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Much of the US has liberalised the laws around marijuana in recent years – to the extent that some form of consumption is now legal in 30 of the 50 states of the union.
But if you think the ‘Just Say No’/’War on Drugs’ conservative school of thought on narcotic enforcement has had its day then I’d suggest you think again: right now, there is a scandal brewing which could see the tide turn back their way.
Because in the rush to capitalise on this new, legal market for medicinal or recreational cannabis, there has been a quite startling lack of attention paid to how it’s dispensed and, crucially, to whom.
That was the central finding of a recent study which investigated standards around age verification for online sales of marijuana.
Researchers from Cohen Children’s Medical Center in New York published a study in The Journal of the American Medical Association Pediatrics which detailed how normalised it has become for vendors to employ minimal checks that they are not marketing drugs to underage customers.
They analysed data from 80 online marijuana dispensaries across 32 states and found that 70% merely prompted users to click ‘yes’ to confirm they were of legal age on entry, while only 4% asked for a specific birthdate.
None required verified age documentation or other checks to enter the website. Admittedly the numbers improved significantly at point of sale, but some 19% still did not carry out any formal age verification checks even during the purchasing process.
The study concluded: “It is imperative to require strict age verification procedures prior to cannabis purchases online and to establish stringent surveillance of online marijuana dispensaries to protect youth.”
A state-sanctioned policy that can even unwittingly allow narcotics to be sold to children? It’s enough to make Nancy Reagan turn in her grave.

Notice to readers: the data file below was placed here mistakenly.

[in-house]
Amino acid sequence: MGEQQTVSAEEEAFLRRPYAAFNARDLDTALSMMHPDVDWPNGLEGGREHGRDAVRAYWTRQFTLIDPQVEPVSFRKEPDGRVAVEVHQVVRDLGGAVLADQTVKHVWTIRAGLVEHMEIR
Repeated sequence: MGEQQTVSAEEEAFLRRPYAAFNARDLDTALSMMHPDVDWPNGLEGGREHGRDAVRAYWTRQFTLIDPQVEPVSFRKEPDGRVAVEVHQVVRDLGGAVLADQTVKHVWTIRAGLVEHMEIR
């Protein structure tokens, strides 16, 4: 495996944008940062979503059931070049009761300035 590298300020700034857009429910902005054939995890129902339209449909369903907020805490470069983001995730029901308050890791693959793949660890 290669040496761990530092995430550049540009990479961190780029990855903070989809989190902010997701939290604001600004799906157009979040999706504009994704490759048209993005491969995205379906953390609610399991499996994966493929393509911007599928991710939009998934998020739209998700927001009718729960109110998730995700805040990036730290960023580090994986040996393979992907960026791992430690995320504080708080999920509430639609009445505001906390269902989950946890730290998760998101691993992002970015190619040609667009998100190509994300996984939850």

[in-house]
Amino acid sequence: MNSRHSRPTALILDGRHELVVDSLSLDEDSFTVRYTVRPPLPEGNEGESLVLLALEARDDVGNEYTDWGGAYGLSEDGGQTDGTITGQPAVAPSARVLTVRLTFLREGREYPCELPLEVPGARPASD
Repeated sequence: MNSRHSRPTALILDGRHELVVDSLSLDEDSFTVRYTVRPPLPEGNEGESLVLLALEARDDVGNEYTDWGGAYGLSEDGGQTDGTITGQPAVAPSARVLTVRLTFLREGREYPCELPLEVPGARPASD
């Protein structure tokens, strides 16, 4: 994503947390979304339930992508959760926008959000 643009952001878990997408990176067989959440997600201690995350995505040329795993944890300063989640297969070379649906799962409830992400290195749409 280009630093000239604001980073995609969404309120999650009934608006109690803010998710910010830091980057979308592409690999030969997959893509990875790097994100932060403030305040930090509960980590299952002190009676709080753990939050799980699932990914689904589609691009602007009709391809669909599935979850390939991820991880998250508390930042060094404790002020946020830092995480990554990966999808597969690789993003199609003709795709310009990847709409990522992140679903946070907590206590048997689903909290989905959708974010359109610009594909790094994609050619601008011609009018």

And you don’t need to be a soothsayer to predict that some of these companies could eventually find themselves facing massive fines and/or costly litigation over all of this.
So, what should they be doing differently to protect themselves against this future?
Well, first and foremost, they should be ensuring that none of their customers are underage – and the optimal way of doing this is by checking against the telephone number they use to register with.
This can detect in an instant if they are who they say they are and if their profile is over or under 18 or 21. Furthermore it can determine if they have history consistent with all of this.
In short it can verify in a microsecond whether they are a bona fide adult customer. But rather than rely on this most reliable method, those marijuana traders who do make checks are relying on a hotchpotch of different and less workable systems. The single most prevalent [being used by 50% of outlets that employ any form of check] required the uploading of some form of ID. This sounds suitably robust – it’s the sort of thing that impresses judges and civil servants – but it’s really not. Because, as well as being time-consuming and cumbersome, it’s also not especially reliable: people have been forging paper documents for centuries and adding the blurring layer of a copy and upload only makes this easier.
At the other end of the scale, 10% simply asked users what their birthdate was – and took a date that fell within the ‘over 18’ time frame as acceptable proof of age. You don’t need my technical expertise to tell you why this isn’t very reliable.
The fact is that the only way to reliably guarantee your customers are adults is to use their digital history and profile to verify them. In practice this invariably means the mobile phone number they have almost certainly had since their early teens or even earlier. Any other means is simply too open to abuse to be reliable.
In a contentious and controversial area like marijuana sales, commercial organisations could be storing up a whole world of pain for themselves by failing to realise this.
And there is a lesson here that pertains much more widely than in marijuana sales.
Because in all manner of retail and online transactions – from alcohol, tobacco and vape sales to film viewing, from gaming to gambling – the issue of age and age verification is becoming ever more important and more closely scrutinised.
And any business which fails to proceed sensibly in this field risks gambling with its own future.
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